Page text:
Biden hopeful of more American hostages being released, Hamas accuses Israel of breaching deal

Despite Biden's assurance, Hamas contested, stating Israel hadn't fully committed to key cease-fire terms, warning that it could risk the process

US President Joe Biden (Photo: National Herald archives)
US President Joe Biden (Photo: National Herald archives)


US President Joe Biden hoped on Saturday that more American hostages will be released in the 2nd lot of the Hamas and Israel exchange of prisoners and hostages on the 2nd day of ceasefire in Gaza after two were freed in the first lot on Friday.

President Biden has secured the release of two American citizens as part of the larger group of around 50 hostages to the four-day pause in fighting, a White House official announced. But media reports said Biden's assurances of more Americans being released in the first lot was belied by Hamas.

"We are early in the process that will see at least 50 women and children released during the first phase of the agreement," said a US government official who did not want to be identified.

"We are hopeful that will include three dual national women and children, who are American citizens. This will unfold over the coming days. We will not comment on individual cases as the process is underway,” the official said.

President Biden said on a nationally televised address that his plan for the establishment of an independent Palestinian state in order to help end "this cycle of violence was the only viable solution to the end of the war and its horrors.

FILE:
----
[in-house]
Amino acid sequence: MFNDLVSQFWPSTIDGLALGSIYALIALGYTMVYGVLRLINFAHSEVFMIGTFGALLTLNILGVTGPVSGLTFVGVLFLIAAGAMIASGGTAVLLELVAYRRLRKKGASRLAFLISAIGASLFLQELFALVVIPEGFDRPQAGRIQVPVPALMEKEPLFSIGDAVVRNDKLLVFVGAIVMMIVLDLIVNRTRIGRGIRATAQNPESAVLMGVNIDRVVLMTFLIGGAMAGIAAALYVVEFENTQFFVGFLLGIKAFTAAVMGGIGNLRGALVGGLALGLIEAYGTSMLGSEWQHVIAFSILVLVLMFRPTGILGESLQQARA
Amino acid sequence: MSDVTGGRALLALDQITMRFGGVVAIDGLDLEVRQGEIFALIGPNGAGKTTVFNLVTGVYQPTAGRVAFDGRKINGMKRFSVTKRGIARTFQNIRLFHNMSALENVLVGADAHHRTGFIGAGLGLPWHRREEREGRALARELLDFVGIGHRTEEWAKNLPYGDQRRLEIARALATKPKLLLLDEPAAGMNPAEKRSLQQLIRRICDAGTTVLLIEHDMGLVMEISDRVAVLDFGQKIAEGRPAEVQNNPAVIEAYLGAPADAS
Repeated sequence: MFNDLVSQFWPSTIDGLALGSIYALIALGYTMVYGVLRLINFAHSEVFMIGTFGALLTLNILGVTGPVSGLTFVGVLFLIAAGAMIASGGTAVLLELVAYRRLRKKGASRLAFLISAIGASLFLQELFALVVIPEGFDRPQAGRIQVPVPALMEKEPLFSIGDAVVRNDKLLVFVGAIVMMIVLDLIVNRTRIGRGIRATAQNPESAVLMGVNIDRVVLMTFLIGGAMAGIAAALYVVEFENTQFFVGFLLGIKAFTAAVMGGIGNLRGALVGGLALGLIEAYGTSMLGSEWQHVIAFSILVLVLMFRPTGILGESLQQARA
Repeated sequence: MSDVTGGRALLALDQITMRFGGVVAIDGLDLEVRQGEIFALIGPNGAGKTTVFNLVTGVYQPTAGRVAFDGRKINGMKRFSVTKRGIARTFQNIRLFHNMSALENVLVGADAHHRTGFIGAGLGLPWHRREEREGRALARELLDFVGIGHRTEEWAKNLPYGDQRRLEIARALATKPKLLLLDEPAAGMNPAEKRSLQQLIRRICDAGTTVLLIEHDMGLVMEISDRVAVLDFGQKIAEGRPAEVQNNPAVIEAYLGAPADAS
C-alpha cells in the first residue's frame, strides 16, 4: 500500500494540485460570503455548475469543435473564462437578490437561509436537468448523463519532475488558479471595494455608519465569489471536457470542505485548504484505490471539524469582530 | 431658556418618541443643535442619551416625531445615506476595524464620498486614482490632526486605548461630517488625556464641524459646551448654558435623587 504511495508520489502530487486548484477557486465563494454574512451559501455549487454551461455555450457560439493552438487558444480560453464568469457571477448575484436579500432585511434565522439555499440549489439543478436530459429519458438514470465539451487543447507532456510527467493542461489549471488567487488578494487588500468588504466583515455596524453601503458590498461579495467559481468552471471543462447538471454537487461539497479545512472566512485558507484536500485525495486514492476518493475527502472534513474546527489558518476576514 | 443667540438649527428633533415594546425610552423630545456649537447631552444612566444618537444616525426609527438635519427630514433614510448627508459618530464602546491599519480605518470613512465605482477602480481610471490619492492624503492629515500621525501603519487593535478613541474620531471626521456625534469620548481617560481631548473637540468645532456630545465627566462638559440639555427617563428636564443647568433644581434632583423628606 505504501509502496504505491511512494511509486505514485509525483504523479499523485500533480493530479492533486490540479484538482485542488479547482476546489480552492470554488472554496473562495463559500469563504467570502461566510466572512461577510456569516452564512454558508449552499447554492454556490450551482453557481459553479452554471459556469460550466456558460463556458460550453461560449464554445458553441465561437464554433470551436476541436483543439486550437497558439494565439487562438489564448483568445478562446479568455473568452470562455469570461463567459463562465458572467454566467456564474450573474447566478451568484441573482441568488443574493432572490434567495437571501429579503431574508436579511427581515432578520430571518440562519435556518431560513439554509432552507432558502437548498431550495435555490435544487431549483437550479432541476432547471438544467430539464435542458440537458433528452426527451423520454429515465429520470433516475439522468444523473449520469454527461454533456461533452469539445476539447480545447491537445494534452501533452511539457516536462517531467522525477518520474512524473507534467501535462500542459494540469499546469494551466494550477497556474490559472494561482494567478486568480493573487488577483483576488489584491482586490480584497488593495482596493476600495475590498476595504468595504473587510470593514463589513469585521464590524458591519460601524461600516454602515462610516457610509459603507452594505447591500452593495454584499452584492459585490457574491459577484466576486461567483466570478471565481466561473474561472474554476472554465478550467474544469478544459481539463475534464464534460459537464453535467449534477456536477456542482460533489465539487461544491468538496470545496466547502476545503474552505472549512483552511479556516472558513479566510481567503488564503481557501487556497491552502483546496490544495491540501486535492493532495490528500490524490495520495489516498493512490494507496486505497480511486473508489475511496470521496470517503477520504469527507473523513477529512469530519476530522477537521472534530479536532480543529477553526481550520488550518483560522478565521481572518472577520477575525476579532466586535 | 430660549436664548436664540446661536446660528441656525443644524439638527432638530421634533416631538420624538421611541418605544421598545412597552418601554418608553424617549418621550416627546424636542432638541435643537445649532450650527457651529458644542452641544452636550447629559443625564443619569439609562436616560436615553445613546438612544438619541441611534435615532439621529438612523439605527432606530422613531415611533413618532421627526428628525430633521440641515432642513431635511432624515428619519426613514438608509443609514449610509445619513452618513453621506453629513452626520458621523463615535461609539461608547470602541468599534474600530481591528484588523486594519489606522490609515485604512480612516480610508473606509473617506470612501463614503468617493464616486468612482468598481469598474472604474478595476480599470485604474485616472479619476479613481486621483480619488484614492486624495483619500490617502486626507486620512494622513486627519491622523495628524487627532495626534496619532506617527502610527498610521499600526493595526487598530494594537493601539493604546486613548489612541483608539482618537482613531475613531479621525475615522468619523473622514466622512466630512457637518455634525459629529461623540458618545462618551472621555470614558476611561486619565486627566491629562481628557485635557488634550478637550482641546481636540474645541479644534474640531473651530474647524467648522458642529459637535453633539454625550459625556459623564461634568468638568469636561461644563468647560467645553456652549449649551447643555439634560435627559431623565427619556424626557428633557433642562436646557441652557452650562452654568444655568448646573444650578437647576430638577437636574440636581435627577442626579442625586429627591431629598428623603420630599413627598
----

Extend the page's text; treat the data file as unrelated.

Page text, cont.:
"Our resolve to pursue a two-state solution ... is more important now than ever," he said as he welcomed the release of Israeli hostages while at the same time, saying he was looking forward to more people being let go as well as the delivery of much-needed humanitarian aid.

"To continue down the path of terror and violence and killing and war is to give Hamas what they seek, and we can’t do that," Biden said.

A Qatari operations team landed in Tel Aviv on Saturday to "ensure the truce deal continued smoothly. A diplomat told NBC News that further details on ceasefire and hostage prisoner swap would be discussed in detail while reviewing the progress of the four-day truce.

On the other hand, a Hamas official said that not enough aid was reaching northern Gaza and said that it could threaten the entire agreement. Within hours the International Red Crescent said 61 trucks had been dispatched to the region today, the "largest" so far.

Taher al-Nono, an adviser to Hamas' political bureau, said that Israel "has not fully committed to" key terms of the cease-fire agreement, particularly with regards to the amount of aid reaching northern Gaza.

"This puts a real risk on completing the process," he said.

According to al-Nono, the agreement said that at least 100 trucks with humanitarian aid would enter Gaza, but that far fewer have reached its northern part.

Other parts of the deal are also being monitored. Qatar’s lead negotiator, Minister Mohammed Al-Khulaifi, told the media that they "remain optimistic" that Hamas will fulfill its promise to find any civilian hostages held by other groups in Gaza. He said they were "monitoring" the Hamas commitment to allow the International Committee of the Red Cross to assess all the hostages being released.

More than 1.7 million people have been displaced in Gaza, where health officials say the death toll has surpassed 14,500 since the Israeli attacks. The IDF estimates 1,200 people were killed in the October 7 Hamas attack, with more than 200 people held hostage in Gaza.

Hundreds of thousands of Palestinians are believed to be still in northern Gaza, which has been devastated by the Israeli military attacks.

Follow us on: Facebook, Twitter, Google News, Instagram 

Join our official telegram channel (@nationalherald) and stay updated with the latest headlines